Java TreeSet copying

There are (at least) three ways to shallow copy a TreeSet in Java: the copy constructor, addAll(), and clone(). A piece of code I’m running needs to copy a few fairly big TreeSets, so I was interested to see if there were any performance differences. It turns out that there are.

NavigableSet<String> originalSet = new TreeSet<>();

for (int i = 0; i < 5000000; i++) {


for (int i = 0; i < 30; i++) {
long time = System.currentTimeMillis();
NavigableSet<String> copy1 = new TreeSet<>(originalSet);
System.out.println(1 + ": " + (System.currentTimeMillis() - time));

time = System.currentTimeMillis();
NavigableSet<String> copy2 = new TreeSet<>();
System.out.println(2 + ": " + (System.currentTimeMillis() - time));

time = System.currentTimeMillis();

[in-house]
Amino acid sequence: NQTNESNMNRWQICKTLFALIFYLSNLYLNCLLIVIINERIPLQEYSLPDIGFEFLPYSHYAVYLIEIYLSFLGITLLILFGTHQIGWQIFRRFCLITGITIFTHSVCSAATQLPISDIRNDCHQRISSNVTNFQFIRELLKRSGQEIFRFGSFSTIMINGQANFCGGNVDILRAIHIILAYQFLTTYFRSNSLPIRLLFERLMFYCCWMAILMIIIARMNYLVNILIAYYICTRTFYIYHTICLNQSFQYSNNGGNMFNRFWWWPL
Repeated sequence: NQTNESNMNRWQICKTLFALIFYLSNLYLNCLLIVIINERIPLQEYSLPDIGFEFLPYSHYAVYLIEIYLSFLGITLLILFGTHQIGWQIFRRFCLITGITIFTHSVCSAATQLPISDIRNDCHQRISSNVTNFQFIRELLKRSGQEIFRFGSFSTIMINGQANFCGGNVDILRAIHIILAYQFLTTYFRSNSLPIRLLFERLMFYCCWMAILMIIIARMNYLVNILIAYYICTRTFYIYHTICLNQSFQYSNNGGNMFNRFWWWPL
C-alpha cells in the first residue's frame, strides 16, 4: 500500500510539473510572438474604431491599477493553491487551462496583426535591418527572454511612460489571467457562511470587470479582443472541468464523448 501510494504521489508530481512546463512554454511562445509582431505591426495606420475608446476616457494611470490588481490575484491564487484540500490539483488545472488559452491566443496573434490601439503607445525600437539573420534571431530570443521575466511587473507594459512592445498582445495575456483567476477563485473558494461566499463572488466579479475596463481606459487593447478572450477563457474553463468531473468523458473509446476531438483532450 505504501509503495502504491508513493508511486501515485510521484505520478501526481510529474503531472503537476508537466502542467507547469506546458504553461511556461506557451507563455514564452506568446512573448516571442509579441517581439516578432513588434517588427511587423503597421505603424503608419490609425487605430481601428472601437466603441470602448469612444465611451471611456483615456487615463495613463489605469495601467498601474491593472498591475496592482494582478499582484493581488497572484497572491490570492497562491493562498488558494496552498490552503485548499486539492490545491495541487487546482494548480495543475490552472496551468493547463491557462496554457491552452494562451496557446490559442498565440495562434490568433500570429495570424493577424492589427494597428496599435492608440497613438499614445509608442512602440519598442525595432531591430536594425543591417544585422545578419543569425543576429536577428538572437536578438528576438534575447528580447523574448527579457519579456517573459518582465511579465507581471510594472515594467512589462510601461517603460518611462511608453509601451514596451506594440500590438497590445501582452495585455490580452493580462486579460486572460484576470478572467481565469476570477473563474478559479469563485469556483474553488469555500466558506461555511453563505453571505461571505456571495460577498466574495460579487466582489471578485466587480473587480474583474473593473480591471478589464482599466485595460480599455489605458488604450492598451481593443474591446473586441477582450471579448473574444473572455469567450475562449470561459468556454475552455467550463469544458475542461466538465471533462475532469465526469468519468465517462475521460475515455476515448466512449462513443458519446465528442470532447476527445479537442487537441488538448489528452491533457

NavigableSet<String> copy3 = (TreeSet<String>)((TreeSet<String>)originalSet).clone();
System.out.println(3 + ": " + (System.currentTimeMillis() - time));

So, we’re generating 5 000 000 random strings, and putting them into a TreeSet. We then measure the time taken to copy it three different ways, repeating 30 times to hopefully iron out effects of background noise.

Method Mean Std Dev
new TreeSet<>(originalSet) 1628 1241
addAll() 1611 1288
clone() 1788 1306

Conclusion: it would seem that there’s not much in it. I had a couple of earlier conclusions that implied otherwise, but I think these were just the effect of random noise. Look at those standard deviations: lots of variation in the results.

However, much better, I now think I can speed up my code by removing some of the need to copy these things, which is much better anyway!

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